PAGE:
So many of the sports that Americans play and watch and draft fantasy teams for today have their roots in the same period of history.
Much about the cultural milieu of the late 19th century led people to create and adopt physical games. Victorian obsessions with self-improvement, Muscular Christianity preaching the spiritual benefits of teamwork and physical fitness, industrialization changing patterns of work and leisure, reforms to education that required distracting large groups of young people—they all added up to a 30ish-year era that was unlike any other in terms of inventing and codifying what we would come to know as modern sports.
Since then, the country’s cultural, political, and economic forces have spurred a constant evolution of these pastimes. The forward pass was introduced. The shot clock was adopted. Television timeouts were implemented. The sports are played a little differently but remain true to their initial idea: physical games played between two groups for the health and enjoyment of the competitors, and often to entertain an audience.
At the turn of the 1990s—nearly a century after James Naismith nailed up a peach basket—those societal forces created something new. Thirty years ago Monday, on Sept. 9, 1989, the first episode of American Gladiators aired, pitting two male and two female contenders against the show’s hired squad of muscle-bound, spandex-clad athletes in a variety of made-for-TV minigames. The program would grow into a national phenomenon (in syndication, no less), familiar enough to make appearances on Ellen and Beavis and Butt-Head, and marketable enough to sell video games, action figures, candy bars, and even its own soundtrack CD.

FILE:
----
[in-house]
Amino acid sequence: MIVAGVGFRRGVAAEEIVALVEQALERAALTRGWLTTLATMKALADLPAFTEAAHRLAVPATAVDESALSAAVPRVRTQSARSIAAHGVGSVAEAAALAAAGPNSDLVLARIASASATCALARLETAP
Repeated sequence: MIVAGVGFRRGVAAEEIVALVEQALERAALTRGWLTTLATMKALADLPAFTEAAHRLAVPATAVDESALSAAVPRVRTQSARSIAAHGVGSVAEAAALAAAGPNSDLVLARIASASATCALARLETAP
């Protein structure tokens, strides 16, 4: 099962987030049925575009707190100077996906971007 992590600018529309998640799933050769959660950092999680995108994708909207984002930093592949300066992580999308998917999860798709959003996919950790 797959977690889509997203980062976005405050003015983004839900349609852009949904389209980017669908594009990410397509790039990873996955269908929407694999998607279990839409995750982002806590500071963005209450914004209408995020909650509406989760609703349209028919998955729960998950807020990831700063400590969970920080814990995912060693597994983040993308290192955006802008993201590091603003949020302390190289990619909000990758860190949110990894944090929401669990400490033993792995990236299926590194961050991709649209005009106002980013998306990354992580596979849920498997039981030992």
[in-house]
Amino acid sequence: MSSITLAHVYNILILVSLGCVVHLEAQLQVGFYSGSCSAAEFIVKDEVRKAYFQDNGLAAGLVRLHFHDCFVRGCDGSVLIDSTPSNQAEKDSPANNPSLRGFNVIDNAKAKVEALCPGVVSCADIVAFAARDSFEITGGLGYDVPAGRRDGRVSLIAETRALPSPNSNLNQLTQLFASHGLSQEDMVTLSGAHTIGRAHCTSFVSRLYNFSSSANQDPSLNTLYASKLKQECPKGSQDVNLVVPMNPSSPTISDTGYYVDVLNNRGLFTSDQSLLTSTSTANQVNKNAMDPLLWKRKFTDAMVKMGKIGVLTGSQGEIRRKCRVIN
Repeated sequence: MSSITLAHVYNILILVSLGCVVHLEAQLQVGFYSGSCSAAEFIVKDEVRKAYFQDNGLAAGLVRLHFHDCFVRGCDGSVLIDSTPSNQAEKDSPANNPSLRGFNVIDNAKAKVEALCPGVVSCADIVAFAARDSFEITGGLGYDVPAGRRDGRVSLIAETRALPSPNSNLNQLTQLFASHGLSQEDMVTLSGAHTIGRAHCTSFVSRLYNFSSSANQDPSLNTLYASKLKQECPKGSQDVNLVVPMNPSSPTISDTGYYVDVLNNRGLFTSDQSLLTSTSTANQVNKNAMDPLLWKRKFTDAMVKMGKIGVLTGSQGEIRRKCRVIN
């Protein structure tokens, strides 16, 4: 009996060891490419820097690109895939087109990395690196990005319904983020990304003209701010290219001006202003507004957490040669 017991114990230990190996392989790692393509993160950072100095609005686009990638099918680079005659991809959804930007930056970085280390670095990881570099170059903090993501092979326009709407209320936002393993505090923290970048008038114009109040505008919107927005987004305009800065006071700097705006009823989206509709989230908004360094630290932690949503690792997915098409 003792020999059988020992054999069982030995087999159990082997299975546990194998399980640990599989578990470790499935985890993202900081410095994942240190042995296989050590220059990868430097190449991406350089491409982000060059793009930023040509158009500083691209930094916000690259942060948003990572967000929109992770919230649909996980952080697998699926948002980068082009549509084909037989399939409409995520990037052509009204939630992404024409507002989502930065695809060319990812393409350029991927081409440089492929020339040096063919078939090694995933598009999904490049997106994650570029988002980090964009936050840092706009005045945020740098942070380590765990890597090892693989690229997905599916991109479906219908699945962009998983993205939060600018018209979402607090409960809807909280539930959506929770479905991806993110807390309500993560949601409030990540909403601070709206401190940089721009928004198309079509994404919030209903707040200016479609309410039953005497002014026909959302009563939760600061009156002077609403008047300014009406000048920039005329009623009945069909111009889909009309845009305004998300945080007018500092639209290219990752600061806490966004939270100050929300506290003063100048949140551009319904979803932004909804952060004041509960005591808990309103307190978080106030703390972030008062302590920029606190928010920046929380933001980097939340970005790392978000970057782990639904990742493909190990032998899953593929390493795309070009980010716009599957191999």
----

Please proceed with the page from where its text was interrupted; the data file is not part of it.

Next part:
The competition itself was glorious, sports reimagined for the postmodern age: shorn from history and the complicated morality of fan loyalty, disassembled to their elemental components and reconstructed into some hyperreal, maximalist machine. What if slam dunks plus linebackers? What if sumo wrestling plus pinball? What if rebounding plus Mad Max Beyond Thunderdome? The show’s popular event Assault was a Nintendo boss encounter made flesh. The Wall was as primal and terrifying as a John Carpenter movie. Joust was a macho pillow fight. Every contest was engineered to be quick and violent, like an early Mike Tyson bout, except the contenders sometimes beat the stars. It looked like sports as played in the future.
In many ways American Gladiators was exactly that—and not just because it served as the ur-text for so many other sports-adjacent competition shows that followed. (Nickelodeon Guts and The Titan Games fall right into its familiar groove, and shows like Wipeout and American Ninja Warrior dip into the American Gladiators bag of motifs as they adapt foreign properties for U.S. audiences.) There also remain elements of the show’s original 1989–96 run that the major sports leagues and their television partners are still catching up to.